When I look at the Roman alphabet, I immediately translate it. I don’t look at it as drawing; I read meaning into it. But when I look at other alphabets, Chinese or Sanskrit or Aztec hieroglyphics, or what have you, because I can’t read them or I can’t decipher them, I encounter them as drawings and as marks that could be three-dimensionalized into sculpture. A lot of the drawings that I made during this period were, in a sense, explorations into configurations that I might someday turn into sculpture. I started to look at all these different ancient languages, which did not use the Roman alphabet or the Greek alphabet, and I looked at them as drawing and as sculpture. Then I thought, wouldn’t it be interesting to take these pictographs and hieroglyphs and other visual languages and make them into a kind of a garden? It would be a topiary, like the grand English and French gardens. So the fantasy was to make this grand garden in which, as you moved through it, you would see these weird topiaries—but if you knew the secret language, you would realize that you were moving through the history of language and the history of human thought. I think language, and particularly written language, may be one of our greatest assets as human beings.
I used all kinds of things: I used parts of the Rosetta Stone, which has always been my favorite. I used a hobo language, I used Sanskrit and Arabic; I found a script that supposedly was the angels’ writings. I’m sure that was made up by some Early Christian who thought he or she had access to how the angels would write, so I put that in. And then I found the devil’s handwriting, and I put that in. And everything that I thought would really make good calligraphy, good drawing, good sculpture, I put in there, that was also mysterious to me in terms of the fact that I could not translate it, I could not decipher it, so it just looked like art. And I used a French garden—which may have been Villandry, I’m not absolutely sure—as my template. And in my megalomaniac fantasies, someday I would like to see the garden made. But it’s not likely, so the drawing exists.
At first glance, Alice Aycock’s The Garden of Scripts (Villandry) from 1986 resembles a drawing by a landscape architect for a potential client. Upon closer examination, one realizes that this garden is filled with characters from various languages. The three-dimensionality of the scripts exposes this drawing as the work of a sculptor. In fact, Aycock drew The Garden of Scripts as a topiary-filled labyrinth, intending fictitious visitors to “walk in and throughall [of] these languages,” which is aligned with the artist’s wish to eventually translate this garden into sculptural form.1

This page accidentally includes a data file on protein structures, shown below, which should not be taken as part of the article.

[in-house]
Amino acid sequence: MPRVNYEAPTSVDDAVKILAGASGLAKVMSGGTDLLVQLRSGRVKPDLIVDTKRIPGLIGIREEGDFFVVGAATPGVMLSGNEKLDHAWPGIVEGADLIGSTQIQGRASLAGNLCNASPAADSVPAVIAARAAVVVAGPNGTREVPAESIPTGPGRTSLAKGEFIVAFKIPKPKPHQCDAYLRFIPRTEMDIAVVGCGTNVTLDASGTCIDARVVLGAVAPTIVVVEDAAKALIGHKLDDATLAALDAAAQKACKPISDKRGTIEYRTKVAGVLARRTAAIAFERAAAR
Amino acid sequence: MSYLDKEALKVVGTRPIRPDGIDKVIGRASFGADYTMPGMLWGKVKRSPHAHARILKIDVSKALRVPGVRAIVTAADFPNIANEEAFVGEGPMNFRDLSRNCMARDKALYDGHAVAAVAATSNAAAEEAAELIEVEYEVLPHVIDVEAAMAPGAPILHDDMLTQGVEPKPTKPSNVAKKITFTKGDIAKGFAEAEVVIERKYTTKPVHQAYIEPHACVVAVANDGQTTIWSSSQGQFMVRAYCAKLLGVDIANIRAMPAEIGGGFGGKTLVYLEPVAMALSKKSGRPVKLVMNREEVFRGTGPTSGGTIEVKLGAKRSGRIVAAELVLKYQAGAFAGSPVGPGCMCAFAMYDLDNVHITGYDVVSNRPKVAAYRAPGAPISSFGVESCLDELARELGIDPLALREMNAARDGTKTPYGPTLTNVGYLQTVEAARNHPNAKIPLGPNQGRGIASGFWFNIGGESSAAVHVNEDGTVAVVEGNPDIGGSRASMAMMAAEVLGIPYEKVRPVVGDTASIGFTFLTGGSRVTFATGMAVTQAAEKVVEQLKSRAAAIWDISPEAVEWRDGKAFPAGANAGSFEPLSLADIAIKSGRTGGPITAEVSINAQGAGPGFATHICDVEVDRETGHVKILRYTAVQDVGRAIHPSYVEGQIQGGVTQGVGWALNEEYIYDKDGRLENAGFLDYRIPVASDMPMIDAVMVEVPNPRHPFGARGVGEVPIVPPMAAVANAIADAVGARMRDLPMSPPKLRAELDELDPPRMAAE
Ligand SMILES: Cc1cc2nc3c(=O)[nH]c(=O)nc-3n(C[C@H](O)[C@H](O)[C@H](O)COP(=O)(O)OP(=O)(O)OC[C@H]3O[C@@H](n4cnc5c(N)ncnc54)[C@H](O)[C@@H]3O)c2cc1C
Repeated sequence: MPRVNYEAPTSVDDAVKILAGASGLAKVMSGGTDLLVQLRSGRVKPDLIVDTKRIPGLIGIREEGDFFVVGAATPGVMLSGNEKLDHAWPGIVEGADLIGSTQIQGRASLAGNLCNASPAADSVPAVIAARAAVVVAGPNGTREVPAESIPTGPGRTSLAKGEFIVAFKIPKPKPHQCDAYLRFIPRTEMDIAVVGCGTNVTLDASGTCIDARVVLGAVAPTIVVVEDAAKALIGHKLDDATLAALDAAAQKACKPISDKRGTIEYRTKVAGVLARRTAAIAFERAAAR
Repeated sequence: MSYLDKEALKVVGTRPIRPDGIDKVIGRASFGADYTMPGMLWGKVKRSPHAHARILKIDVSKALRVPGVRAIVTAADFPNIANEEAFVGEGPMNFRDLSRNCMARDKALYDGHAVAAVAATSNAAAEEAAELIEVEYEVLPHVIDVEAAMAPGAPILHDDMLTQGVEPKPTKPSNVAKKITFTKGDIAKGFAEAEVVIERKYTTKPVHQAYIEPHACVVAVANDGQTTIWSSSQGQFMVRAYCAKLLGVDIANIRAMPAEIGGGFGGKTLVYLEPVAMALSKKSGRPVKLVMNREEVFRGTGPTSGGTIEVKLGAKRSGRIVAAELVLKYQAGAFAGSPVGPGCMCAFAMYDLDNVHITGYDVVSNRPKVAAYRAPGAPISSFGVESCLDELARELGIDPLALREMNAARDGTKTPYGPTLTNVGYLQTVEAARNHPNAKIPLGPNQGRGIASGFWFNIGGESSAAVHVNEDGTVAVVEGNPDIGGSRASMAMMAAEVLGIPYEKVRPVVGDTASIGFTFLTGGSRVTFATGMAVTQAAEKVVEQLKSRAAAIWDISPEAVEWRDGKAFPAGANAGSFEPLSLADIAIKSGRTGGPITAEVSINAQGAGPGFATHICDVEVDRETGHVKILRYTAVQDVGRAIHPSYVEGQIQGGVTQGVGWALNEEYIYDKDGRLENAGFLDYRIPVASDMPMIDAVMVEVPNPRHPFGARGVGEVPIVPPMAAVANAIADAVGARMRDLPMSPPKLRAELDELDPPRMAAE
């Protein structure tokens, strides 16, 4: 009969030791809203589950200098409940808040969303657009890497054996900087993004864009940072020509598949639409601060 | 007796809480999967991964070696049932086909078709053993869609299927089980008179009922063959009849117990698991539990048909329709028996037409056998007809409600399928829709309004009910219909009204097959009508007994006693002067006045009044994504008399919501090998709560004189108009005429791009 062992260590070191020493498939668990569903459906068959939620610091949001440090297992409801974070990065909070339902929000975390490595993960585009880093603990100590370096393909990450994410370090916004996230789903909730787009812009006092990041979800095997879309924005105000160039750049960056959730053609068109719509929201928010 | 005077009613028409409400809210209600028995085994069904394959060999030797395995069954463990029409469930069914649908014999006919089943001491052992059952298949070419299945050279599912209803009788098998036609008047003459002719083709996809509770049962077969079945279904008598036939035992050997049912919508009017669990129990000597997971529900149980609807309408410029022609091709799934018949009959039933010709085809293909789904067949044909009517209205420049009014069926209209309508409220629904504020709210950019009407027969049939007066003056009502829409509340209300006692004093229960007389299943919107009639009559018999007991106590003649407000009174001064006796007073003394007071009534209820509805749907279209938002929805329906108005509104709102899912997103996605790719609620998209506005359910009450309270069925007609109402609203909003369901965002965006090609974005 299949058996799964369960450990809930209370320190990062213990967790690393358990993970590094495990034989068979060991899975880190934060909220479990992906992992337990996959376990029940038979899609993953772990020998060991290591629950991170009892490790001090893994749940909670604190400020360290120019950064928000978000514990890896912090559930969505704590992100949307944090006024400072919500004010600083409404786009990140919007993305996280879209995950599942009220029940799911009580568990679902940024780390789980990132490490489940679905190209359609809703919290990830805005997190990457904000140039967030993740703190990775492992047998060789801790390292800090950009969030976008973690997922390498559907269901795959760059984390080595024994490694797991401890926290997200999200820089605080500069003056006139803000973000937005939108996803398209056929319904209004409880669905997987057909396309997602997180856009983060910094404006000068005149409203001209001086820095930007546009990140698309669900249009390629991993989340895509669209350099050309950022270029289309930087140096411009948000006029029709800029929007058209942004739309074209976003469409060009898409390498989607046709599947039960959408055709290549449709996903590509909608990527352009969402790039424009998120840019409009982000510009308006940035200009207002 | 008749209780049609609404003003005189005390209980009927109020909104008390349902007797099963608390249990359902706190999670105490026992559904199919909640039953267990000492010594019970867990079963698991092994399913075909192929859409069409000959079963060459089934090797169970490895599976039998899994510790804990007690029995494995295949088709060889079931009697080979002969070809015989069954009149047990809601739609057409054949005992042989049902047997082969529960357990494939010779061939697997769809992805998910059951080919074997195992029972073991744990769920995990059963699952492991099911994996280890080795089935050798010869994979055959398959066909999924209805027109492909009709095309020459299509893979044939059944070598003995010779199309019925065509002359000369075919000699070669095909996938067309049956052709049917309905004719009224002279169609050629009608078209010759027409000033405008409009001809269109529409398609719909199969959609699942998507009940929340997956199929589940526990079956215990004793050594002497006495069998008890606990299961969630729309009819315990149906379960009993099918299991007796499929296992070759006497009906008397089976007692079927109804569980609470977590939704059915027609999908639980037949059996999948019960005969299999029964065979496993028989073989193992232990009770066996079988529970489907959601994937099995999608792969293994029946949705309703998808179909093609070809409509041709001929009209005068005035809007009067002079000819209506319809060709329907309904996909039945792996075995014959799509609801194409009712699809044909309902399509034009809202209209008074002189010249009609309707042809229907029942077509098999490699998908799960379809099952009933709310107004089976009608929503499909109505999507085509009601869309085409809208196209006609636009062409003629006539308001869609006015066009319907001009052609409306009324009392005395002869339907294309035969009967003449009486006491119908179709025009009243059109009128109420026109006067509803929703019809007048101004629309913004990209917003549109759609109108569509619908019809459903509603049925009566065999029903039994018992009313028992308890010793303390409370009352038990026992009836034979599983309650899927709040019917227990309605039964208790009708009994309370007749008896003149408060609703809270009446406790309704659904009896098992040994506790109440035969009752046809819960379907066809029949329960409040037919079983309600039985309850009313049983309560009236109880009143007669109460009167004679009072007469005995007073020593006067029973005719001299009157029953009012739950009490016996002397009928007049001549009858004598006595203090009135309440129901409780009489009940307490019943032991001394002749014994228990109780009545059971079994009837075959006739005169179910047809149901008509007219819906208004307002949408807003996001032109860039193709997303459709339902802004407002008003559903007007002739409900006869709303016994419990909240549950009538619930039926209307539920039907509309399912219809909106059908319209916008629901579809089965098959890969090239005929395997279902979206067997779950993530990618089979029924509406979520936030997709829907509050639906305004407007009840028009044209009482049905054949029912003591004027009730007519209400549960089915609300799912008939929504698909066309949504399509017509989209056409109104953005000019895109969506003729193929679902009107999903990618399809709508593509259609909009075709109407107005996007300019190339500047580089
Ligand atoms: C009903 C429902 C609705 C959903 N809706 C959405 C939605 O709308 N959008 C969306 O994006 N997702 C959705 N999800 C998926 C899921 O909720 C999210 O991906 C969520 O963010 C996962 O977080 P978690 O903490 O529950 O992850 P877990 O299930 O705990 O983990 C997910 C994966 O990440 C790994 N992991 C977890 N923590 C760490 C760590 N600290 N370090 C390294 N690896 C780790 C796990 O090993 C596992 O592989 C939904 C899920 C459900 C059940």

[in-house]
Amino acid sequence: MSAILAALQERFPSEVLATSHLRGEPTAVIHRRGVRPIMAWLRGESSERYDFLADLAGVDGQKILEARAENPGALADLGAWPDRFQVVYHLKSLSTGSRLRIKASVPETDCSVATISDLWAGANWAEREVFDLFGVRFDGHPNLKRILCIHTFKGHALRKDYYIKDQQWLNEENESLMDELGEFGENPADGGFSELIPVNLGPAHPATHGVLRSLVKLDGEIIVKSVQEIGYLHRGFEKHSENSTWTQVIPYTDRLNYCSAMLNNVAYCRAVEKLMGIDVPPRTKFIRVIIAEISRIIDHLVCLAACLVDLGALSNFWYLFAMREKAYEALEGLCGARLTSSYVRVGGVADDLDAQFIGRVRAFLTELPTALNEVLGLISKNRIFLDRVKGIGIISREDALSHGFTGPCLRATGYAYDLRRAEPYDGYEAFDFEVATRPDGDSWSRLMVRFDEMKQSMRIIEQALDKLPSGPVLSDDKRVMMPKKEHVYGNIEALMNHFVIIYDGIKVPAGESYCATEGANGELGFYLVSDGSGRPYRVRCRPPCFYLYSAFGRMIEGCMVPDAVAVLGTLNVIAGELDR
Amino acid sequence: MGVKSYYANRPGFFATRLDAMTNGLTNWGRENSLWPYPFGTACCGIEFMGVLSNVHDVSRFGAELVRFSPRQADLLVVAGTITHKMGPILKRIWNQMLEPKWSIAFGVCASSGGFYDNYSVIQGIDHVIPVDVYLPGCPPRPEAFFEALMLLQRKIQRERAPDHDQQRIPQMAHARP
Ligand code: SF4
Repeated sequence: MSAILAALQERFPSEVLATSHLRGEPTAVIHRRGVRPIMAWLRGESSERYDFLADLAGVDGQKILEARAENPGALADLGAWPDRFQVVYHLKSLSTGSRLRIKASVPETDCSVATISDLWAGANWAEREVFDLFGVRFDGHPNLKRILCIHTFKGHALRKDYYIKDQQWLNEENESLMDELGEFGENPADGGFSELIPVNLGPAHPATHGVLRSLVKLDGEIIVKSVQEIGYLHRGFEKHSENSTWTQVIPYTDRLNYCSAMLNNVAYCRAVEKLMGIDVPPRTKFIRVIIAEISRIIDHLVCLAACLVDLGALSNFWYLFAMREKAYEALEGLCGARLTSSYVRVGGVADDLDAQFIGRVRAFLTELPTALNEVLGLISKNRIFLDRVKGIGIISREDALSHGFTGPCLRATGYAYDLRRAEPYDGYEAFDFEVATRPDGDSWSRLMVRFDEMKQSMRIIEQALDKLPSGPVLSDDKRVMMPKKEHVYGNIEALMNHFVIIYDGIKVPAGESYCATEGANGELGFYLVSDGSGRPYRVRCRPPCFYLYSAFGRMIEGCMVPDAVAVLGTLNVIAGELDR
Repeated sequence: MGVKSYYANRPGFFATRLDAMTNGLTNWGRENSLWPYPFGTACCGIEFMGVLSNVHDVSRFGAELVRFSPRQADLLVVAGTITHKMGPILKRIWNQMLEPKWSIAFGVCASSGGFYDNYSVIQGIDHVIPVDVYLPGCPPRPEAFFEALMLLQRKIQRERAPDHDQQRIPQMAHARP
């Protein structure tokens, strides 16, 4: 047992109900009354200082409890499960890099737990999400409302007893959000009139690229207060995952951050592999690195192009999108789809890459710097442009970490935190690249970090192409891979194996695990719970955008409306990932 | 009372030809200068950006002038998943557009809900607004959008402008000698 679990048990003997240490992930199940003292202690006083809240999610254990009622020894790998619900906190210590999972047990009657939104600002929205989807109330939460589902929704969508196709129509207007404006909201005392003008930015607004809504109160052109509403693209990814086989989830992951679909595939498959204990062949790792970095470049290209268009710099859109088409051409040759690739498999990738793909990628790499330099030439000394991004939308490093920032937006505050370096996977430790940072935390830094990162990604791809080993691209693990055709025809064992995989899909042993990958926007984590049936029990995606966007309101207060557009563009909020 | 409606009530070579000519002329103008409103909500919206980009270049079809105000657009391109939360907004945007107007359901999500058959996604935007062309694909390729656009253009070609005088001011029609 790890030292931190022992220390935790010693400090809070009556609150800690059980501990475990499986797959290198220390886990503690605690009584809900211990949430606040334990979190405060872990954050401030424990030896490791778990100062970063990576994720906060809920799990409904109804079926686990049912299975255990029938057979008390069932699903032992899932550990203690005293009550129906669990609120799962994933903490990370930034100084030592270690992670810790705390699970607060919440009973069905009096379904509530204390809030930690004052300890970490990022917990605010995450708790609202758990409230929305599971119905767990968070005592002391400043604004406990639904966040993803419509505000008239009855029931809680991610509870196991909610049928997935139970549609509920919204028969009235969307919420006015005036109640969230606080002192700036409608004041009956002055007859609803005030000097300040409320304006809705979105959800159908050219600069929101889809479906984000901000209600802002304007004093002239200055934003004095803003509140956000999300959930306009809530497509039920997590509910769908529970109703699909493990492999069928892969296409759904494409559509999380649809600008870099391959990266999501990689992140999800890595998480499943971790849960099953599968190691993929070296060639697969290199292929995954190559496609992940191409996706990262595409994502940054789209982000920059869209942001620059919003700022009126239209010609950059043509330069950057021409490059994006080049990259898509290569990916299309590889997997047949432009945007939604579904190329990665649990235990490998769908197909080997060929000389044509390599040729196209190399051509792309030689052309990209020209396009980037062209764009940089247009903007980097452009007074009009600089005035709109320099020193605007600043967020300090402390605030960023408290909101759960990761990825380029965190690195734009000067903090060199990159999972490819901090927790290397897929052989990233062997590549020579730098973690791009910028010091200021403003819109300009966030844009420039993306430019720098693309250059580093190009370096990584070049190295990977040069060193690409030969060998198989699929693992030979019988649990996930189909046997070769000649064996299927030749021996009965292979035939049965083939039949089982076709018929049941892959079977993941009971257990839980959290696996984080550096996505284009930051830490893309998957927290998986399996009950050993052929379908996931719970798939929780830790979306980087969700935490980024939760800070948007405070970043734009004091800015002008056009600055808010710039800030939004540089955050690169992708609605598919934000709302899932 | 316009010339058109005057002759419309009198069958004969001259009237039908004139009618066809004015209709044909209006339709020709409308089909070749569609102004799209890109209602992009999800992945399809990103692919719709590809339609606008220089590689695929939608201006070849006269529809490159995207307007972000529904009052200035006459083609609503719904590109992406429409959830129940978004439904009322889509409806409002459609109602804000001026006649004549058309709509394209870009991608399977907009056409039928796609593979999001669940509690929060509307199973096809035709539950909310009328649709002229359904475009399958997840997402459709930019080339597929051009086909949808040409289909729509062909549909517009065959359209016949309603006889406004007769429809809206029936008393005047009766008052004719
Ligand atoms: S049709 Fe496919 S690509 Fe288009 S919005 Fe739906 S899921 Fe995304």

Familiarity with Aycock’s background and work as a sculptor provides additional insight into this particular work on paper. For instance, the spiraling details resemble some of her more iconic structural forms, while the freestanding letters display her consistent curiosity and whimsicality. The artist’s deep interests in history, other cultures, fantasy, and time travel are revealed in her choice of a grand French garden composition—although Aycock later realized that the garden depicted here is not, in reality, the garden at Villandry, as the title suggests. Some of the artist’s earlier works were land pieces that involved reshaping the earth; this history is evident in her delicate portrayal of these linguistic sculptures as seemingly organic forms.
Within this metaphorical garden are a multitude of ancient written languages, including Aztec, Chinese, Sanskrit, Arabic, Hebrew, hobo code, hieroglyphics, and cuneiform. It was important to Aycock that all of the text be significant in some way, which influenced her choice to include parts of the carvings from the Rosetta Stone. Through the architectural translation of language, the artist poses a unique conceptual and visual contradiction by placing scripts within a landscape—encoding one thing within another.
As she mentions in a recording about this work, here Aycock echoes her initial rumination on animal tracks. For the artist, such markings left in the snow or dirt become “magical…signs of power” given their ability to serve as a means of communication between various living creatures. Moreover, tracks that can stand alone—without translation—take on new meaning as symbols and insignias of sorts.2 Aycock once said, “Meaning is always arbitrary, but the sign [i.e. the work of art] stays there and floats until some other arbitrary meaning flows into it.” In this way, Aycock portrays language (like art) as a visual experience, rather than as an arbitrator of objective meaning.3
Alongside her interest in indecipherable languages, Aycock was drawn concurrently to the concept of private gardens and “little worlds” like that of Charles Dickens’s Madame Defarge (Tale of Two Cities) or Hadrian’s Villa. Aycock arranged her personal garden using diagrams of ancient battles, although the plantings have since become overgrown and now lack any evidence of their original order. Similar to the secret code of her own garden, Aycock intended for this fantasy drawing of topiaries in the form of calligraphic figures and pictographs to remain a mystery. The Garden of Scripts is ultimately a place where visitors may stroll through the history of language and human thought—yet remain completely unaware of the meaning embedded within the surrounding vegetation.
1. Jonathan Fineberg, Complex Visions: Sculpture and Drawings by Alice Aycock (Mountainville, NY: Storm King Art Center, 1990), 27.
2. Alice Aycock, audio commentary, 22 June 2011.
3. Robert Hobbs, Alice Aycock: Sculpture and Projects (Cambridge, MA: MIT Press, 2005), 154.
Alice Aycock Biography